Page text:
A key distinction in the Roman army was between the professionally trained heavy infantry, known as legionaries, and the support forces, or auxiliaries. The standard strength of a Roman legion was around 5,500 men in the early days of the empire, but became far smaller (1,000 – 2,000) over time. Legions were recruited solely from among the ranks of Roman citizens. They consisted of heavily armed infantrymen whose primary tactical purpose was to lure the main battle line of an enemy into hand-to-hand combat and destroy them. One of the most famous tactics was the testudo or “tortoise” formation. This involved the legionaries closing ranks and grasping their shields at the sides to form a protective shell all around the body of soldiers, including over their heads to make them invulnerable to arrow or javelin attack from above. However, this formation severely limited their manoeuvrability in close quaters combat and so was used primarily as a siege tactic. When an army was in trouble, the formation that it tended to adopt was a square.
Auxiliaries were drawn from the various provinces of the empire or even from client kingdoms. Often these regions contributed forces that specialised in particular fighting techniques. The Gauls and the Batavians, for example, provided cavalrymen, while the kingdoms of Syria and Scythia supplied men who were skilled at archery and the Balearic Islands contributed excellent marksmen with the slingshot. Initially auxiliaries had their own leaders and equipment, though later they became more integrated into the Roman army. Auxiliaries also included more lightly armed infantrymen than the legionaries. In battle, the auxiliaries task was to pin down an enemy force so that the legions could then crush them. This style of fighting, which evolved in the course of the second century BC and was refined by Pompey and Caesar, would remain the basis of Roman tactical doctrine for two more centuries, until Rome's enemies finally devised ways of defeating it.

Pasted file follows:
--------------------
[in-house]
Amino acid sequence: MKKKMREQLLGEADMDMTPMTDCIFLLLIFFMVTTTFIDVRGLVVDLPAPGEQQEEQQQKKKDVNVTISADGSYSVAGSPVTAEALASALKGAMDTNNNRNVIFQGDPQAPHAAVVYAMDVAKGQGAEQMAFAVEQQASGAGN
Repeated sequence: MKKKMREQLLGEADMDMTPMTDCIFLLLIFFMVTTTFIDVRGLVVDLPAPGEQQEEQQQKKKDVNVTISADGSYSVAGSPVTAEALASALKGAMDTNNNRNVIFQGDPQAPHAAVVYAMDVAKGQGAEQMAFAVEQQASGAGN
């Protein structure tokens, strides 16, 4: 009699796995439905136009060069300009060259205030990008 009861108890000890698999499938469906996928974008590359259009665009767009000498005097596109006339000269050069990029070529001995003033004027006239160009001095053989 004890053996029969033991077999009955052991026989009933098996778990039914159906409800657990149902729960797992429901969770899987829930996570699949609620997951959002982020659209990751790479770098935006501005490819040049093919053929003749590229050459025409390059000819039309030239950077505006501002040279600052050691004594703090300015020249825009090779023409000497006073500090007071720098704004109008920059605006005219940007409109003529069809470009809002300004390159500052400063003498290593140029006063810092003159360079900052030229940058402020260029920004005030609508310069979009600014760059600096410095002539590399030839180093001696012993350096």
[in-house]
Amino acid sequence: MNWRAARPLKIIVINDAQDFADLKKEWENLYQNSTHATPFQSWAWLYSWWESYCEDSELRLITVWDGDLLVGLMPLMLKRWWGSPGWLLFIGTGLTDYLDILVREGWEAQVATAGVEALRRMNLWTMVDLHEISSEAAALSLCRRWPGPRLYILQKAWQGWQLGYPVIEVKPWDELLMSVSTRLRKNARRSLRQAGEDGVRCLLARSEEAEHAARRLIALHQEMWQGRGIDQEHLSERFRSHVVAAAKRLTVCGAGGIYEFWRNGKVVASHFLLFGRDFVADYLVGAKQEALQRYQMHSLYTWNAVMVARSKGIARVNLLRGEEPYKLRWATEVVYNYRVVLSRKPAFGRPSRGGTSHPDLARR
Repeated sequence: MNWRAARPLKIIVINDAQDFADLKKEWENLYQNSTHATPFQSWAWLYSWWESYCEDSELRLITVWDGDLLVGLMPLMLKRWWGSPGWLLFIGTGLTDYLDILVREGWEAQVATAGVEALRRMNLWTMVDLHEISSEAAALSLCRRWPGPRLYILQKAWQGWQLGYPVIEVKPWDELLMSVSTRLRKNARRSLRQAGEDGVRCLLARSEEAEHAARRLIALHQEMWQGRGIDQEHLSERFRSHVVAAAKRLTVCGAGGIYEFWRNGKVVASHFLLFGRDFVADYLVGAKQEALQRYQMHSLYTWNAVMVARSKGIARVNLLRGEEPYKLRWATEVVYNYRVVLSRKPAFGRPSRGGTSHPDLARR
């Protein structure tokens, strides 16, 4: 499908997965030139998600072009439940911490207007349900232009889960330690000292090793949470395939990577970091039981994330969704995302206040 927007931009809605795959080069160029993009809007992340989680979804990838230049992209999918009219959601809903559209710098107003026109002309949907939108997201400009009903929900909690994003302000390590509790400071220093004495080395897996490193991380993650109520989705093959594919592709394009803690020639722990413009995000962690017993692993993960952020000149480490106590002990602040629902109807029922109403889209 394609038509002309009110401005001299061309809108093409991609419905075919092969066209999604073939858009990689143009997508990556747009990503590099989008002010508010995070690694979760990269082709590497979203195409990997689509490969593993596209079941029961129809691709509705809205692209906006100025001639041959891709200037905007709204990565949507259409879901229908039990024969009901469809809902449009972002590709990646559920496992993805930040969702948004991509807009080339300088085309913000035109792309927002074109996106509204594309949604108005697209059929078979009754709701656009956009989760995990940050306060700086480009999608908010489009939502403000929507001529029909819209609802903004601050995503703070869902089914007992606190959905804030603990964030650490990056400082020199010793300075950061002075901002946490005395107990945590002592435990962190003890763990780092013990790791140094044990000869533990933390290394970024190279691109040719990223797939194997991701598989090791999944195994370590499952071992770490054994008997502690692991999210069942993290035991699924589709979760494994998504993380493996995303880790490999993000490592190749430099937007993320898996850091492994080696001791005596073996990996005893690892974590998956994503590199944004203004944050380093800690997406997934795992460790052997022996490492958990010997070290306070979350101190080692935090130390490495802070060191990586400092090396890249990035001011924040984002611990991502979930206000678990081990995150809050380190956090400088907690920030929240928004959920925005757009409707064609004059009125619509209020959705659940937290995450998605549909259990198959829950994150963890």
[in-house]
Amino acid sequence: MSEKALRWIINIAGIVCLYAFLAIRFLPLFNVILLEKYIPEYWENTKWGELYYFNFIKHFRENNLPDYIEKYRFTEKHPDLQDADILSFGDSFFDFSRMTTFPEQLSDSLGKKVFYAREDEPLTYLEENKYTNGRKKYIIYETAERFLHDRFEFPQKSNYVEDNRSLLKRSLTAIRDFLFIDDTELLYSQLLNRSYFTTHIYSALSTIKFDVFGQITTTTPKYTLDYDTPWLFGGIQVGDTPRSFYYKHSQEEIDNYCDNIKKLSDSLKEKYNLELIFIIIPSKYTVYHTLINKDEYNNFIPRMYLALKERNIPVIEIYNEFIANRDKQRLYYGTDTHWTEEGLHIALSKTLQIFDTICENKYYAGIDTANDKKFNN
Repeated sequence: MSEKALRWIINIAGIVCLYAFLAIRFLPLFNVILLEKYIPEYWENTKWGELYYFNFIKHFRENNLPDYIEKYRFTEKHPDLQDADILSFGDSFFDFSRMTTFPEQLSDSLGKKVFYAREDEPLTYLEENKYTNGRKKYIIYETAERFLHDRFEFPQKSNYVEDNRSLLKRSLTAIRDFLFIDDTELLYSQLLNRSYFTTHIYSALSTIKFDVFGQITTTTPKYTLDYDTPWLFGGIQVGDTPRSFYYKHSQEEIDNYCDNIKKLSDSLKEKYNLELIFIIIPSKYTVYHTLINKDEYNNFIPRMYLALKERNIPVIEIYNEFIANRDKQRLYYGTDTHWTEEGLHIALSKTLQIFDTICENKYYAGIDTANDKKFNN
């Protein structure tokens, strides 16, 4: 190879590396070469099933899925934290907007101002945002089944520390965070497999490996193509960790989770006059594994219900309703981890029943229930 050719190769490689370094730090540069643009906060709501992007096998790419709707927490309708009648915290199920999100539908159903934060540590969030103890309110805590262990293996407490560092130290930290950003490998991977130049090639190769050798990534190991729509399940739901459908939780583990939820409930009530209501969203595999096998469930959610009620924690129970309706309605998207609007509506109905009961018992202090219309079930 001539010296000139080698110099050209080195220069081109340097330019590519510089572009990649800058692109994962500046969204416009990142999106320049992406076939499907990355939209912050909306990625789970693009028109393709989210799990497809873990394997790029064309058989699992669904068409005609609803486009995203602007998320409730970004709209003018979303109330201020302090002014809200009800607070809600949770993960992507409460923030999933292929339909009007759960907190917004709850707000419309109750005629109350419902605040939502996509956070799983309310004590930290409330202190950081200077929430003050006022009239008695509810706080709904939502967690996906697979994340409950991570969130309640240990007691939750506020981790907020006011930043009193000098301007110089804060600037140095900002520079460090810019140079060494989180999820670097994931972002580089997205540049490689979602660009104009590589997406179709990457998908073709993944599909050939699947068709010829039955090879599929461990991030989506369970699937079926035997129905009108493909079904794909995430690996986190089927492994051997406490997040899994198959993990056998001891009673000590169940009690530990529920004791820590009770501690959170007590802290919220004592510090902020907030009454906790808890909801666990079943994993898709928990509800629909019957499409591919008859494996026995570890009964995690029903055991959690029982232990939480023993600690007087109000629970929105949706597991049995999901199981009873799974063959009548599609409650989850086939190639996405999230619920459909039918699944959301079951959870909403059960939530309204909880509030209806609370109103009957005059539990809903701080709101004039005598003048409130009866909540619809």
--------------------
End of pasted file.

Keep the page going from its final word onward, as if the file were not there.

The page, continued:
One thing that emerges very clearly from the works of Tacitus is that he was no blind admirer of every aspect of Roman culture or of Rome's military might. He knew that Roman armies were often poorly drilled and inept and that grave defeats could result from these shortcomings. He also recognised the tendency of Romans to rest on the cultural laurels of the distant past. Finally, he was all too keenly aware that, beyond the empire's northern frontiers, there dwelt many unconquered peoples who might, in time, be impossible to contain. Yet, despite his critical acumen, even Tacitus failed to pinpoint what we, with the benefit of hindsight, can identify as the empire's greatest weakness – the highly traditional nature of Roman thought.